Substantive Equality and the Possibilities of the Queensland Human Rights Act 2019

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The passage of the Human Rights Act 2019 (Qld) (‘HRA 2019’) was a significant
achievement, particularly in a state often known for its parochial conservatism and disinterest in, if not outright rejection of, human rights. The HRA 2019 is substantially based upon the human rights Acts in place in Victoria and the Australian Capital Territory. However, there are some small, but potentially important differences between the HRA 2019 and the corresponding state and territory equivalents. In this article, I focus on one of these differences: the definition of discrimination contained in the HRA 2019. Unlike the Charter of Human Rights and Responsibilities Act 2006 (Vic) the definition of discrimination in the HRA 2019 is not tied to the definition or grounds of discrimination in the state discrimination legislation. This small but important distinction could feasibly allow courts to define discrimination and the broader notion of equality in a more substantive manner, covering a wider variety of actions and conduct, and apply that wider definition to a broader range of attributes (commonly understood as ‘grounds’). The purpose of this article is to consider the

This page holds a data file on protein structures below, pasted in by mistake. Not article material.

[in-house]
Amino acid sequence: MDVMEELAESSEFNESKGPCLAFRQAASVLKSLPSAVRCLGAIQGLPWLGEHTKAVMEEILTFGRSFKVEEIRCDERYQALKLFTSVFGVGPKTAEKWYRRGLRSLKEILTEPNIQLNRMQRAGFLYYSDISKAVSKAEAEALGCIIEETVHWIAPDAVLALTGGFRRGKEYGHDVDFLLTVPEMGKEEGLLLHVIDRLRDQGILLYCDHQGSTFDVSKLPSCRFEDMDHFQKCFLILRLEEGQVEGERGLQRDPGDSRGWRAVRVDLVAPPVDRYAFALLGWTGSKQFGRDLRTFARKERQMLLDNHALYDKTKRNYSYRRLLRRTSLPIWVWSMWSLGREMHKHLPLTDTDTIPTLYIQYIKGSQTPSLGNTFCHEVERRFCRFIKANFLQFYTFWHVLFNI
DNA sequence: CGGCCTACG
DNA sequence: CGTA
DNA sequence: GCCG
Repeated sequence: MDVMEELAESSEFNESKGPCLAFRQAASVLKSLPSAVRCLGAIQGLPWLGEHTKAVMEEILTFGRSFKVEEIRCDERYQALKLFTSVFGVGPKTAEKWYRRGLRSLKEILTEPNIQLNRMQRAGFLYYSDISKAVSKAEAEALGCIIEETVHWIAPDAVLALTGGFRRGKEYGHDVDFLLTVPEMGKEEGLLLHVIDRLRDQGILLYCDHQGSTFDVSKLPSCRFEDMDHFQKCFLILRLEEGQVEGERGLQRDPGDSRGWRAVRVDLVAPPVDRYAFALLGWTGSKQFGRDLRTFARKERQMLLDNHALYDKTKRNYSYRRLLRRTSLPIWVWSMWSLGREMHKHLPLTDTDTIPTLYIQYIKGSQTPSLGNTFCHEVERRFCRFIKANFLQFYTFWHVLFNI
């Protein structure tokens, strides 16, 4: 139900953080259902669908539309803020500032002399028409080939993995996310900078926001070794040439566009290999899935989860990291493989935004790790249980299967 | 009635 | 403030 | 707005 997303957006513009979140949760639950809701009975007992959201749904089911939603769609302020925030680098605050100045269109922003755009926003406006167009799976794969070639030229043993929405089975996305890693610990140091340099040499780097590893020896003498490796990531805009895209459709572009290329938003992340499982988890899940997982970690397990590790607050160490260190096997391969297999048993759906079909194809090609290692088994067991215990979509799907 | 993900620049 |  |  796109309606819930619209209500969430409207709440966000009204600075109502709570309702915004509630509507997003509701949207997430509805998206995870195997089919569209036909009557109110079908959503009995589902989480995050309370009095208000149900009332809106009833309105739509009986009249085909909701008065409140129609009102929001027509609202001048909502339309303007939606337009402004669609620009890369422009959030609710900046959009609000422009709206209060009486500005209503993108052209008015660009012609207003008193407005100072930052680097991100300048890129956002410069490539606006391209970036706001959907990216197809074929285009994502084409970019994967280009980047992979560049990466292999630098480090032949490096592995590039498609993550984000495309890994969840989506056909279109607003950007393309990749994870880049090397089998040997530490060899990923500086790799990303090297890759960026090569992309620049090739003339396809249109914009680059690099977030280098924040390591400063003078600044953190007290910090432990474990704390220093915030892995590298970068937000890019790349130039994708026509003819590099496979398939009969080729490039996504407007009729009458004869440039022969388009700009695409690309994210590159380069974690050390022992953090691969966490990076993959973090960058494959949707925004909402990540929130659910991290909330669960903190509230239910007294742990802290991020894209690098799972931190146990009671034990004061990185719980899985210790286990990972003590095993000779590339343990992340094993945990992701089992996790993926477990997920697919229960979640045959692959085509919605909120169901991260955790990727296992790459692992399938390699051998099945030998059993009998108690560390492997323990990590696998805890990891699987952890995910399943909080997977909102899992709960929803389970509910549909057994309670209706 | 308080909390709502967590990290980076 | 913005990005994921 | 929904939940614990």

possibilities and potential challenges confronting Queensland courts in broadening the definition of discrimination in the context of HRA 2019. I argue that, though a substantive interpretation of discrimination and equality is challenging and requires a degree of ‘creativity’ on the part of judges, it is a challenge worth undertaking.
Original languageEnglish
Pages (from-to)1-31
Number of pages31
JournalUniversity of Queensland Law Journal
Publication statusE-pub ahead of print - 3 Apr 2024


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